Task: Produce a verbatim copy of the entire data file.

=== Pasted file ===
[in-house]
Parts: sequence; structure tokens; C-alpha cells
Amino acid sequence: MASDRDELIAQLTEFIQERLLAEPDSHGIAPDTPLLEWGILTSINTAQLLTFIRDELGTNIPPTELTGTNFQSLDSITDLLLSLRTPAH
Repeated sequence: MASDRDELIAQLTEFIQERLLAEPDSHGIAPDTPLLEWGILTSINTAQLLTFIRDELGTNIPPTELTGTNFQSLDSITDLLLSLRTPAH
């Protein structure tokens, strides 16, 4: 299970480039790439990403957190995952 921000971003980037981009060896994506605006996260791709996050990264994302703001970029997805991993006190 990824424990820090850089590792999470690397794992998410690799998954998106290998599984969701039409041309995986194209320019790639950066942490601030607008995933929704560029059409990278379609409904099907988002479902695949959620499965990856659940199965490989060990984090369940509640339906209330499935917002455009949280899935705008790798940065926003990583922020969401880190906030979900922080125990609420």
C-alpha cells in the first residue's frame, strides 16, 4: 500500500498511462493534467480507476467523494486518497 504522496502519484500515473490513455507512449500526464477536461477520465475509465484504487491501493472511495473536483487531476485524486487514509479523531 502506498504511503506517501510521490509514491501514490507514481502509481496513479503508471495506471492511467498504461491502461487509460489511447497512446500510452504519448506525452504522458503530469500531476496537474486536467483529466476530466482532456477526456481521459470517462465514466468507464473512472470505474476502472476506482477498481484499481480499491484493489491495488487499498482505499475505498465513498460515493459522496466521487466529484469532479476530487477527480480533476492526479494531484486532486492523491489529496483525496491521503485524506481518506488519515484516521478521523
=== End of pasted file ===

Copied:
[in-house]
Parts: sequence; structure tokens; C-alpha cells
Amino acid sequence: MASDRDELIAQLTEFIQERLLAEPDSHGIAPDTPLLEWGILTSINTAQLLTFIRDELGTNIPPTELTGTNFQSLDSITDLLLSLRTPAH
Repeated sequence: MASDRDELIAQLTEFIQERLLAEPDSHGIAPDTPLLEWGILTSINTAQLLTFIRDELGTNIPPTELTGTNFQSLDSITDLLLSLRTPAH
């Protein structure tokens, strides 16, 4: 299970480039790439990403957190995952 921000971003980037981009060896994506605006996260791709996050990264994302703001970029997805991993006190 990824424990820090850089590792999470690397794992998410690799998954998106290998599984969701039409041309995986194209320019790639950066942490601030607008995933929704560029059409990278379609409904099907988002479902695949959620499965990856659940199965490989060990984090369940509640339906209330499935917002455009949280899935705008790798940065926003990583922020969401880190906030979900922080125990609420």
C-alpha cells in the first residue's frame, strides 16, 4: 500500500498511462493534467480507476467523494486518497 504522496502519484500515473490513455507512449500526464477536461477520465475509465484504487491501493472511495473536483487531476485524486487514509479523531 502506498504511503506517501510521490509514491501514490507514481502509481496513479503508471495506471492511467498504461491502461487509460489511447497512446500510452504519448506525452504522458503530469500531476496537474486536467483529466476530466482532456477526456481521459470517462465514466468507464473512472470505474476502472476506482477498481484499481480499491484493489491495488487499498482505499475505498465513498460515493459522496466521487466529484469532479476530487477527480480533476492526479494531484486532486492523491489529496483525496491521503485524506481518506488519515484516521478521523